Vertical surfaces, including those of aluminum, steel, wood, cinder block, and creosoted ties were chilled to -40° F. T-bar assemblies having a backing sheet as described above were coated with Permabond 240 at temperatures above about 7° F. (21° C.) and the assemblies were immediately applied to the chilled surfaces. The bonds were maintained at -40° F. for five days and then warmed to 70° F. and maintained for an additional five days. In each case, the assemblies were supported on the vertical surface by the adhesive bond.

Advantages of the invention may now be more fully appreciated. The invention provides for attachment of an object, such as a detonation device, to a variety of materials, including concrete, metallic and wooden materials which may be weathered or new, painted or unpainted, smooth or rough or wet or dry. If adhered dry, the object will be supported for at least 10 days, regardless of temperature of application; if adhered under water, either in salt water or in fresh water, the object will be adhered at least 3 days. Attachment may be to any portion of a target surface, including vertical and underside surfaces. The bond can withstand motion or vibration. Attachment is accomplished within 30 seconds. At least 1/8 lb of object is attachable per in2 of surface area. The object can be quickly, easily, quietly and safely applied, even by an unskilled person. Objects can be applied under all weather conditions and during reduced visibility. Application temperature ranges extend from -40° F. to 125° F. (-40° C. to 52° C.). Less than 1/2 pound of adhesive is required for application of 20 pounds of object.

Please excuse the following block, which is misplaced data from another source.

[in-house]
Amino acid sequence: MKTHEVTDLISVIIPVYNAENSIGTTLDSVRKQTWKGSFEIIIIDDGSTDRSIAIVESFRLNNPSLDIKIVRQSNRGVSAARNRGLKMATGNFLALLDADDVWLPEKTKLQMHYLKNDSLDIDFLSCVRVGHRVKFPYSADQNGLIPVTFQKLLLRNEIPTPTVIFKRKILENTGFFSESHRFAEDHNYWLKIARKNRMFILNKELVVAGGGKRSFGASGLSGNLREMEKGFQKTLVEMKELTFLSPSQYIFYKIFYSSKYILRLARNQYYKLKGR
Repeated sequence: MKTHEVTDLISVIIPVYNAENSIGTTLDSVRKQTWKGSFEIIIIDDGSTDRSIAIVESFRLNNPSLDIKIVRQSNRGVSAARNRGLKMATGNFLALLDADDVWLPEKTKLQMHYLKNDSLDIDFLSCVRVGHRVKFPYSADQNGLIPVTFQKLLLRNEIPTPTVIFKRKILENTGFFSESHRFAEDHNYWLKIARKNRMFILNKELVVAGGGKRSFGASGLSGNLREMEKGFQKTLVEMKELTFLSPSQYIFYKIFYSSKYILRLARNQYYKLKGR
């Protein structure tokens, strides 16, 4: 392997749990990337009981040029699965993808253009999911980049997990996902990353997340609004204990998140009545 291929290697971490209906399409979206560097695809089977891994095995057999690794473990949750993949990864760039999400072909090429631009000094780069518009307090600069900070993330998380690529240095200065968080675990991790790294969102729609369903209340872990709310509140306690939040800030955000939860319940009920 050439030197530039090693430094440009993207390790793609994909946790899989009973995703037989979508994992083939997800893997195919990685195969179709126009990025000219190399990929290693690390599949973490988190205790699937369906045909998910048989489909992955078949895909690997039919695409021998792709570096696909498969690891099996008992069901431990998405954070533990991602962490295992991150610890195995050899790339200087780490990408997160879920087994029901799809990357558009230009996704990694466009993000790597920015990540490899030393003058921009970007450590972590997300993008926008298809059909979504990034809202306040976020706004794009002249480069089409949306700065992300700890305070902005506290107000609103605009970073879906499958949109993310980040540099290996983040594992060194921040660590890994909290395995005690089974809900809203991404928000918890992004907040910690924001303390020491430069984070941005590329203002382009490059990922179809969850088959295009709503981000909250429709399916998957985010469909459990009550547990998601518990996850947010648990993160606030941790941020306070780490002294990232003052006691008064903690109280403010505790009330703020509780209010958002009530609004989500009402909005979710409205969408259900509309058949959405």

While the invention has been described in terms of certain preferred embodiments, modifications obvious to one with ordinary skill in the art may be made without departing from the scope of the present invention.

Various features are set forth in the following claims.

Claims (9)

What is claimed is:
1. A method of adhering an object to a target surface which is submerged under water, the method comprising securing a sheet of compliant backing material to a surface of said object, leaving one surface of said backing material sheet exposed,